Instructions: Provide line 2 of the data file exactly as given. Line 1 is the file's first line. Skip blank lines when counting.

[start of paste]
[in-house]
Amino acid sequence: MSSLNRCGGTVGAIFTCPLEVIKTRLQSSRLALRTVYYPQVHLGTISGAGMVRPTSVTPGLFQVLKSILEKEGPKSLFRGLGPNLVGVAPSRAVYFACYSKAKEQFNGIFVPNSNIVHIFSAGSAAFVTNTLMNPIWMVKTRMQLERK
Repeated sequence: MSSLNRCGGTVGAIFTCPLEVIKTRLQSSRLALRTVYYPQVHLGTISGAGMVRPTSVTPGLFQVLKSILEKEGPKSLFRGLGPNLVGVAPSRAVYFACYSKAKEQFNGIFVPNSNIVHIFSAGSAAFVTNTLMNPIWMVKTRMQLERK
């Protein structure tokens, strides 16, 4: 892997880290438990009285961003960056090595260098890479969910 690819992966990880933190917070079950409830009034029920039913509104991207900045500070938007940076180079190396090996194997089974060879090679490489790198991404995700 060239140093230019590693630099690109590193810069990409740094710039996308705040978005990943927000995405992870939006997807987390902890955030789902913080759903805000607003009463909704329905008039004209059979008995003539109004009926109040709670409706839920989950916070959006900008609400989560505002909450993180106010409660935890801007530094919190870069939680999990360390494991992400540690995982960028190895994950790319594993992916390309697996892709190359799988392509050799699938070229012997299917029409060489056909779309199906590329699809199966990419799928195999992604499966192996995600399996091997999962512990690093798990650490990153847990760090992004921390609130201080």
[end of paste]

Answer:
Amino acid sequence: MSSLNRCGGTVGAIFTCPLEVIKTRLQSSRLALRTVYYPQVHLGTISGAGMVRPTSVTPGLFQVLKSILEKEGPKSLFRGLGPNLVGVAPSRAVYFACYSKAKEQFNGIFVPNSNIVHIFSAGSAAFVTNTLMNPIWMVKTRMQLERK